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Re: Kicad Tool Framework


On 08/12/2013 04:19 AM, Tomasz Wlostowski wrote:
> On 08/10/2013 04:28 PM, Lorenzo Marcantonio wrote:
>> On Sat, Aug 10, 2013 at 08:27:26AM -0500, Dick Hollenbeck wrote:
>>> a) If tools are extended from a base class, the persistent behaviours could be inherited.
>>> b) If tools are pushed on a stack when they become active, and if you have a mechanism(...)
>> Both of those are good for me, the second one is a little more complex
>> and in fact emulates at runtime the VTBL (for example in
>> lua virtual calls work *exactly* like that: when a method is not found
>> it get searched in the ancestor class).
>  > (...)
>  > Another simpler idea is to install fallback handlers, i.e.  everything
>  > that's not handled by the current tool is subject to 'default
>  > processing'.
> Hi Lorenzo,
> IMHO It's a bit similar, but not exactly the same: events come to a tool 
> - it can then react and sometimes consume some of them so that other 
> tools (lower on the stack) don't receive these events anymore. Event 
> handlers are delegates (somewhat similar to signals/slots in Qt) and are 
> dispatched dynamically by the TOOL_MANAGER. This could be probably seen 
> as an enhanced virtual method mechanism... As for the default handlers - 
> there can be a tool permanently residing on the bottom of the stack and 
> dedicated for catching such events.


The Connect() method lets you connect wxEvtHandlers together.  Seems like the base tool
clase should be derived from wxEvtHandler.  Significant building blocks of the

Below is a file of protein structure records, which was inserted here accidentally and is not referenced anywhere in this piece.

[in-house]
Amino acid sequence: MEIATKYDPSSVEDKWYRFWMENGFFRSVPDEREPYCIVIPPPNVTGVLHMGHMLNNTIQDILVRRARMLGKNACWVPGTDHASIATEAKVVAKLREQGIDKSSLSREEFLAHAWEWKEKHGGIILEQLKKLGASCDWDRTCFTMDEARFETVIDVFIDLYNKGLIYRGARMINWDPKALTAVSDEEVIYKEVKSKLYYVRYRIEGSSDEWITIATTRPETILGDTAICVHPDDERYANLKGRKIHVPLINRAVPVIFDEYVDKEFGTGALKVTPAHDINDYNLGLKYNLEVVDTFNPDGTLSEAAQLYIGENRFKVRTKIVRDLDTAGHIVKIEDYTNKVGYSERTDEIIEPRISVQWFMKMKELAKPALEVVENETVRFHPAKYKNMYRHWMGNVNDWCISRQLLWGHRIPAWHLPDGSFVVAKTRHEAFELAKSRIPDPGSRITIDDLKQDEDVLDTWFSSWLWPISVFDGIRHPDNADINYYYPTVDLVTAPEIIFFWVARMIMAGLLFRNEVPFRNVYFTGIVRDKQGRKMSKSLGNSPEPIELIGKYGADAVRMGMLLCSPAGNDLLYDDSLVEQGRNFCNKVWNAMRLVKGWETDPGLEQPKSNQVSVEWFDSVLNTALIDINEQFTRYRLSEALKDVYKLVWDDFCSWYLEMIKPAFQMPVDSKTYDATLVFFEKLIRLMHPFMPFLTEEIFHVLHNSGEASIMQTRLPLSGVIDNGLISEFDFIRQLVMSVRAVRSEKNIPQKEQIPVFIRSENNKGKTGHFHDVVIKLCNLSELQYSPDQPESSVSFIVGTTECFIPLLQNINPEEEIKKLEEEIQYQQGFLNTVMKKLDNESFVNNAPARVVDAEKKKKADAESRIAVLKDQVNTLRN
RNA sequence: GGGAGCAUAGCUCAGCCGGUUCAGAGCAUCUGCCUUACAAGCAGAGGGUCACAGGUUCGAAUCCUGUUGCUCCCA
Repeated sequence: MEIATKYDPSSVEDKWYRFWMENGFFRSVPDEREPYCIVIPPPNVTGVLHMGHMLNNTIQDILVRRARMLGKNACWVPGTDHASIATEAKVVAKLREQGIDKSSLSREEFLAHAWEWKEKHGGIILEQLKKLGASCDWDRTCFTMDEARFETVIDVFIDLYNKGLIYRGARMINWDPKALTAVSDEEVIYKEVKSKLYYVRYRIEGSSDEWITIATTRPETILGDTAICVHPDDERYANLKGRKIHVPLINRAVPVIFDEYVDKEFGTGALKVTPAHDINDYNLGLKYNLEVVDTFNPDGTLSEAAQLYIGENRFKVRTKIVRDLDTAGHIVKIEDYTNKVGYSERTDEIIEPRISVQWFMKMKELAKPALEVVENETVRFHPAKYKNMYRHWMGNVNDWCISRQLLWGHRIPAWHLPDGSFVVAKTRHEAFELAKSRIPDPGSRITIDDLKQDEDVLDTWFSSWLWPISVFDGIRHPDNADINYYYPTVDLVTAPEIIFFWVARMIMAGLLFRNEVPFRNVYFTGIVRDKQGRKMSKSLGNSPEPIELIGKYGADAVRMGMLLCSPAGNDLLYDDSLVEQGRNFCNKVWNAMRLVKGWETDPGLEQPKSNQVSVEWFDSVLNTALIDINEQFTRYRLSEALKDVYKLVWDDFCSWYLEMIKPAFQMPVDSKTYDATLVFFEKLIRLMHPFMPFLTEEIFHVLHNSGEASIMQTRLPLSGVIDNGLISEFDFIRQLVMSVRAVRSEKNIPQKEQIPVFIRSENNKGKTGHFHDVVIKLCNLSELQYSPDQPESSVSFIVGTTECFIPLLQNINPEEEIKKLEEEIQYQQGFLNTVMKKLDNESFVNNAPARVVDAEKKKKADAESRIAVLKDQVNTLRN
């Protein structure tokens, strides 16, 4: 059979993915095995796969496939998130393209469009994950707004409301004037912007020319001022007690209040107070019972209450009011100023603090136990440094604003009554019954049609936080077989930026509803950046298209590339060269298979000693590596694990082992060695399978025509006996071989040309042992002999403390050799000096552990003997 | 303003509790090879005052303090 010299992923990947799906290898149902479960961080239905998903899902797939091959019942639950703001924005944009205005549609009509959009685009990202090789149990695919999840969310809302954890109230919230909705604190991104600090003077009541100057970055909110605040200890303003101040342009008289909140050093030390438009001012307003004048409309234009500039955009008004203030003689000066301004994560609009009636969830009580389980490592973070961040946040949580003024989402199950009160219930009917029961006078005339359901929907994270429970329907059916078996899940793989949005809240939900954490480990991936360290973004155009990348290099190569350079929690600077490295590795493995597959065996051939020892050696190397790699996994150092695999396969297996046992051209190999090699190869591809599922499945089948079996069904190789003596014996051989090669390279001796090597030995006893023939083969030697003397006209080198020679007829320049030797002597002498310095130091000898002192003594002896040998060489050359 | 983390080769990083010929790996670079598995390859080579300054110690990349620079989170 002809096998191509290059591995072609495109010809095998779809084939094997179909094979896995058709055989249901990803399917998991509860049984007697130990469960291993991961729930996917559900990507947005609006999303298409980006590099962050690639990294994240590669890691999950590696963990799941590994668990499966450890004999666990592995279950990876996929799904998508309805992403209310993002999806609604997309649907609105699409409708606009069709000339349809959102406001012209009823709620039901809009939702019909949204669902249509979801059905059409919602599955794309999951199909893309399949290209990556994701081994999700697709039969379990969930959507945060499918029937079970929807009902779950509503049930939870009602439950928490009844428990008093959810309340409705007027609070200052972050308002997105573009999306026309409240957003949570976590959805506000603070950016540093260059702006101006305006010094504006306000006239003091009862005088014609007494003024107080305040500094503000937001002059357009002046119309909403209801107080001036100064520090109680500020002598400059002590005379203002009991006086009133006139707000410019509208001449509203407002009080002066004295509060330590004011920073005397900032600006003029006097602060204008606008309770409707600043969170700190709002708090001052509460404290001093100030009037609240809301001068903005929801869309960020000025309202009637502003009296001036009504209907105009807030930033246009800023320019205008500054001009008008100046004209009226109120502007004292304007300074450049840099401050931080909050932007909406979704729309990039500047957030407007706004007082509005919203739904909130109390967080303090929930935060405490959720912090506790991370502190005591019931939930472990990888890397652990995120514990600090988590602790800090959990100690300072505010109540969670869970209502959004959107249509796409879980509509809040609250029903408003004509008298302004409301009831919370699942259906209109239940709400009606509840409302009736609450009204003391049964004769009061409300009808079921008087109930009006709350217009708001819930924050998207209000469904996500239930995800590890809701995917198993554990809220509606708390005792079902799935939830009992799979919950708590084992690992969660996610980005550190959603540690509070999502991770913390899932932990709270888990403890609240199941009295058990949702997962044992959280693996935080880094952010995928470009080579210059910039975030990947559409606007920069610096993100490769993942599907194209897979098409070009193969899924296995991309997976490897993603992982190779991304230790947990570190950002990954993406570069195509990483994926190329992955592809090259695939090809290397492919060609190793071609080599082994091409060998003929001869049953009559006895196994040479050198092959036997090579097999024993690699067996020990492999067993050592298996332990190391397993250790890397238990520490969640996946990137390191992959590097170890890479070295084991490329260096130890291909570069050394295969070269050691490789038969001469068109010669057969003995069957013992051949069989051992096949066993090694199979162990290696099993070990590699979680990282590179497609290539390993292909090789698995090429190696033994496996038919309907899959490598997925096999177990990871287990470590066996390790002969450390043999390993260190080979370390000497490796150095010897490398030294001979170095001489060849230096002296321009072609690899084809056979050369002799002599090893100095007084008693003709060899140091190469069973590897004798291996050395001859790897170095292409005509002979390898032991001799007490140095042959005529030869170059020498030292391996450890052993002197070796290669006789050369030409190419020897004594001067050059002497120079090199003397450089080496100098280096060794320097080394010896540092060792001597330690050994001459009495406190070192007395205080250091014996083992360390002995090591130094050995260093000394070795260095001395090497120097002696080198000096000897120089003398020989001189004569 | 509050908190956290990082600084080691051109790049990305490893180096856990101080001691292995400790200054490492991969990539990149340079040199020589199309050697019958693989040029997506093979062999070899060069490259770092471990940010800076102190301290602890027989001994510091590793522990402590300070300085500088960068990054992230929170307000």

infrastructure is already in wx that I can tell.

My "buy in" for the tool concept is premised on the notion that the handler functions
would exist in the tool which received the event, this is the knowledge encapsulation and
the modularity value proposition.

If we extend wxEvtHandler, then we can examine events either in

virtual bool 	ProcessEvent (wxEvent &event)

or in a hooked in handler via Connect() but in either case it would be nice to have the
initial handler:

a) reside in the tool, and

b) expand the event arguments into primitive variable types and call a member function,
still in the tool, using non-event i.e. primitive argument types, so that such latter
function can be SWIGed.

The talk about delegates makes me slightly nervous, because to me it connotes an
additional class, and that is not what I bought into.  It strays from the encapsulation
concept that I found so attractive.


>   Do we need dynamic method
>> composition? I.e. will tool A be *always* below tool B or there may be
>> a tool C below tool B?
> I wouldn't preclude such scenario. Having a 2-level stack is as complex 
> as having an N-level one.
>> I agree. The current 'left button' and 'right button' handlers are
>> awfully huge switch statements. Something a little more modular would be
>> helpful for the future :D
> Fully agree :)
>>> Exciting stuff,
>> That's independently of the GAL, I think some/most of this stuff would
>> be useful even for 'stock' kicad, however the GAL *requires* them... too
>> bad you can't have the xor blend in opengl:((( I really prefer the xor
>> contrast compared to Porter/Duff composition (maybe there is some shader
>> trick but good luck having it work fast on the Intel GPUs...).
> Shaders aren't that bad under intel drivers (the GAL works just fine on 
> a core i7 integrated graphics on my latptop, although Half-life 2 - a 
> 10-year old game doesn't because some texture formats are not 
> supported). Under Linux, if you want performance and truly 
> standard-compliant OpenGL, I'm afraid you have to use the evil Nvidia 
> binary driver...
> Regard,
> Tom
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